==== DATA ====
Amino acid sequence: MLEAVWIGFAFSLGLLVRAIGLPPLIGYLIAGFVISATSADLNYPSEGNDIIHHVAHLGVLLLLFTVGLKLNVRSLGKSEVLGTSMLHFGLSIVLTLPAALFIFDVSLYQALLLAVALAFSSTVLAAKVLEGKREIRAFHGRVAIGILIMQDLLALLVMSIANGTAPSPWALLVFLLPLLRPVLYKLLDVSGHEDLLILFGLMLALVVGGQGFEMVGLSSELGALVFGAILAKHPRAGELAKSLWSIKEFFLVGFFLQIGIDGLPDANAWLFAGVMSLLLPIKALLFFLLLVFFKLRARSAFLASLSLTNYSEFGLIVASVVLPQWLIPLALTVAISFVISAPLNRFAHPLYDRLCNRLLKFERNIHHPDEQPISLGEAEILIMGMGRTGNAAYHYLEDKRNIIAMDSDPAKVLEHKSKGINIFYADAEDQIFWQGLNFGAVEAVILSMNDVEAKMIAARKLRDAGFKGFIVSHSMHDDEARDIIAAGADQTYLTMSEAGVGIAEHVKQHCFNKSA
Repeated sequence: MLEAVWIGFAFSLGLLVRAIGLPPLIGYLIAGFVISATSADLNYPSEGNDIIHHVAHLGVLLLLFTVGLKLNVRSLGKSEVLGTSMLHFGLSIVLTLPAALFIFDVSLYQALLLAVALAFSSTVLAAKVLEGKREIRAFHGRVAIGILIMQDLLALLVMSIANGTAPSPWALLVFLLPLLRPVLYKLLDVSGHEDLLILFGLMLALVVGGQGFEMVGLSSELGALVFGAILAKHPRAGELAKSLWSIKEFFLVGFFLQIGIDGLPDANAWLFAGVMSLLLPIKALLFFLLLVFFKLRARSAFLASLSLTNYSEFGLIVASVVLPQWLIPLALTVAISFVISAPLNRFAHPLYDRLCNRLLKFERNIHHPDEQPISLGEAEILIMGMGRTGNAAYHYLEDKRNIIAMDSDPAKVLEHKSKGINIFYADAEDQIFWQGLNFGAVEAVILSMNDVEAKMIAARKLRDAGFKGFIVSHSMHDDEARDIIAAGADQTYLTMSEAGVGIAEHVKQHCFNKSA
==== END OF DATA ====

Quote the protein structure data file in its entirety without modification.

Amino acid sequence: MLEAVWIGFAFSLGLLVRAIGLPPLIGYLIAGFVISATSADLNYPSEGNDIIHHVAHLGVLLLLFTVGLKLNVRSLGKSEVLGTSMLHFGLSIVLTLPAALFIFDVSLYQALLLAVALAFSSTVLAAKVLEGKREIRAFHGRVAIGILIMQDLLALLVMSIANGTAPSPWALLVFLLPLLRPVLYKLLDVSGHEDLLILFGLMLALVVGGQGFEMVGLSSELGALVFGAILAKHPRAGELAKSLWSIKEFFLVGFFLQIGIDGLPDANAWLFAGVMSLLLPIKALLFFLLLVFFKLRARSAFLASLSLTNYSEFGLIVASVVLPQWLIPLALTVAISFVISAPLNRFAHPLYDRLCNRLLKFERNIHHPDEQPISLGEAEILIMGMGRTGNAAYHYLEDKRNIIAMDSDPAKVLEHKSKGINIFYADAEDQIFWQGLNFGAVEAVILSMNDVEAKMIAARKLRDAGFKGFIVSHSMHDDEARDIIAAGADQTYLTMSEAGVGIAEHVKQHCFNKSA
Repeated sequence: MLEAVWIGFAFSLGLLVRAIGLPPLIGYLIAGFVISATSADLNYPSEGNDIIHHVAHLGVLLLLFTVGLKLNVRSLGKSEVLGTSMLHFGLSIVLTLPAALFIFDVSLYQALLLAVALAFSSTVLAAKVLEGKREIRAFHGRVAIGILIMQDLLALLVMSIANGTAPSPWALLVFLLPLLRPVLYKLLDVSGHEDLLILFGLMLALVVGGQGFEMVGLSSELGALVFGAILAKHPRAGELAKSLWSIKEFFLVGFFLQIGIDGLPDANAWLFAGVMSLLLPIKALLFFLLLVFFKLRARSAFLASLSLTNYSEFGLIVASVVLPQWLIPLALTVAISFVISAPLNRFAHPLYDRLCNRLLKFERNIHHPDEQPISLGEAEILIMGMGRTGNAAYHYLEDKRNIIAMDSDPAKVLEHKSKGINIFYADAEDQIFWQGLNFGAVEAVILSMNDVEAKMIAARKLRDAGFKGFIVSHSMHDDEARDIIAAGADQTYLTMSEAGVGIAEHVKQHCFNKSA